Saul's case indeed was very dolorous ; but he had not come, or impatience under present sufferings, distrust of therefore any authority to destroy himself. His life was God's providence, or despair of his mercy, lay violent a sacred depositum of God's, and not to be taken away bands upon themselves ; because the act was both volwithout invading his right, and violating his laws at the untary and vicious, and not to be amended by repentsame time. For whatever some may think of the silence ance: but without limiting thy goodness, O Lord, unto of the Scripture concerning self-murder, there is no thy mercy we commit their souls ! question to be made, but that it is included in the sixth Thus we have endeavoured to satisfy most of the pocommandment, under which Saul then lived. * The pular objections which have been raised against several commandment forbids murder in general; and it is cer- facts, occurring in the first book of Samuel ; and for the tainly as much murder, to kill ourselves, as to kill ano- farther confirmation thereof, we shall only instance in ther man; and the reason which the Scripture gives, one or two ancient traditions among the heathens, which why we are not allowed to do it, in both cases, is the in all probability derived their original from this part of same, because ?« in the image of God, made he man.' sacred history. The Scythians, upon their return out of For if I must not shed the blood of another, because he Egypt, passing through the country of the Philistines, is made in the image of God; I must not shed the blood of robbed the temple of Venus at Askalon, and for their mine own self, because I also am a man, and made in the punishment (as "Herodotus tells us) they, and their posimage of God, as well as he. The reason therefore why terity, were for a long while afflicted with emerods. we have not more frequent prohibitions against this sin Whereupon the learned Prideaux remarks, that the Phiis plainly this, ' that whatever sins or offences God, as a listines had till then preserved the memory of what they lawgiver, prohibits, he prohibits with a penalty, that is, had formerly suffered on account of the ark of God. The he affixes such a punishment to such a crime, and he Athenians when the mysteries of Bacchus were brought who commits the crime, is to undergo the punishment in out of Bæotia, baving not received them with all the this world, whether it be restitution, loss of limb, or loss pomp and solemnity that the god expected, were smitten of life itself. But now this can never happen in the 'with a disease in their secret parts, which resembled case of self-murder, because self-murder prevents all the malady of the people of Ashdod, and so did their punishment, the man being dead, before any cognizance cure too ; for having consulted the oracle, they were incan be taken of his offence, and therefore prevents all formed, that the way to get rid of their plague, was to laws concerning it; and can, consequently, only be in- offer unto Bacchus golden figures of the part wherein cluded under general commands, and forbidden as a sin, they were afflicted. The Grecians, at the taking of whereof God alone can take cognizance in the world to Troy, discovered an ark dedicated to Bacchus; and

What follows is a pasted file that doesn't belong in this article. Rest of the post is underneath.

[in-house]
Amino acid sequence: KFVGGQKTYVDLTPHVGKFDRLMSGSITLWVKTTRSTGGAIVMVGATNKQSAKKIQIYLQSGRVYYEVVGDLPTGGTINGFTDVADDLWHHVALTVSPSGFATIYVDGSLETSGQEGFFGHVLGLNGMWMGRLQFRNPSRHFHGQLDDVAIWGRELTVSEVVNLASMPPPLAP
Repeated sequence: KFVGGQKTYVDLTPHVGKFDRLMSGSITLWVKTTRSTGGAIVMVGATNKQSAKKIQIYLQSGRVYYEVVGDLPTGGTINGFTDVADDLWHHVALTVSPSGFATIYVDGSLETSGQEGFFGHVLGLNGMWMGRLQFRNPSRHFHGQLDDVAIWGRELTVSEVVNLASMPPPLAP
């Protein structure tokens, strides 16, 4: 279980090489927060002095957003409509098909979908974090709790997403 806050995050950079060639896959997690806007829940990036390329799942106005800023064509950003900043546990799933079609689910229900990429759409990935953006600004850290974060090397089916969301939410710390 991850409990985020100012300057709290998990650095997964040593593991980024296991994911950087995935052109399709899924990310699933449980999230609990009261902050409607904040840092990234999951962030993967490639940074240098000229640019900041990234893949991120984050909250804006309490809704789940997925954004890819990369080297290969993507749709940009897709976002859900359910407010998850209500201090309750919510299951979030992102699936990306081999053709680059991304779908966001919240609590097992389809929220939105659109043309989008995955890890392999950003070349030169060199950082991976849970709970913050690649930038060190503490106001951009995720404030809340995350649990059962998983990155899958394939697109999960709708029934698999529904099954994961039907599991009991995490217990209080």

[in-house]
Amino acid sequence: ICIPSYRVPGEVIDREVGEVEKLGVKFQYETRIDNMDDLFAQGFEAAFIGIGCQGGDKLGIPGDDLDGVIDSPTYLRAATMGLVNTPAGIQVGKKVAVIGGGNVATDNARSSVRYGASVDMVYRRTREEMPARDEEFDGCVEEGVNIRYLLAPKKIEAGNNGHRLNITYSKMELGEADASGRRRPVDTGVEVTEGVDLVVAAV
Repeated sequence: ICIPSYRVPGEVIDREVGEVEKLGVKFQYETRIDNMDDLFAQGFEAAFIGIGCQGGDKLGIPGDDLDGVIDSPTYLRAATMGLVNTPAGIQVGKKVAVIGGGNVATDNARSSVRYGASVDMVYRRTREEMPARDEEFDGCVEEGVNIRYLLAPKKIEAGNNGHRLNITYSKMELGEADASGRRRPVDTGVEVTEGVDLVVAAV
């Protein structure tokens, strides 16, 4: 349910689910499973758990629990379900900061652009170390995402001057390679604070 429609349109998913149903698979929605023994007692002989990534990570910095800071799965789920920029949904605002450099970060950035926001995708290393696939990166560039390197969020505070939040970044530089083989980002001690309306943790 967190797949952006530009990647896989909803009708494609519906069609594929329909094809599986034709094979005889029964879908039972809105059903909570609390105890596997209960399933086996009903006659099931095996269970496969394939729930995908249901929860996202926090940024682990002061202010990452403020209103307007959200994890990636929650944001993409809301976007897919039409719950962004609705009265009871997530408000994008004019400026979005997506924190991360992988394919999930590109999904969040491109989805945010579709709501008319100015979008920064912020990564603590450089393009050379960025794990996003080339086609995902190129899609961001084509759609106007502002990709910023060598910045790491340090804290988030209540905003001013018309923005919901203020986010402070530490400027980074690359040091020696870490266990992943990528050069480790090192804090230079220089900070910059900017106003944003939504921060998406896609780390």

when Eurypilus, as Pausanias 8 tells us, adventured to Since, upon the whole then, Saul may be said to have open it, he found therein the image of the god, but was died in an act of cowardice, and in the violation of immediately deprived of his senses for daring to look God's law, whereof he had no space to repent, it has into it; which seems to be a plain transcript from the been a matter of some inquiry, what we are to think of irreverence and fate of the Bethshemites.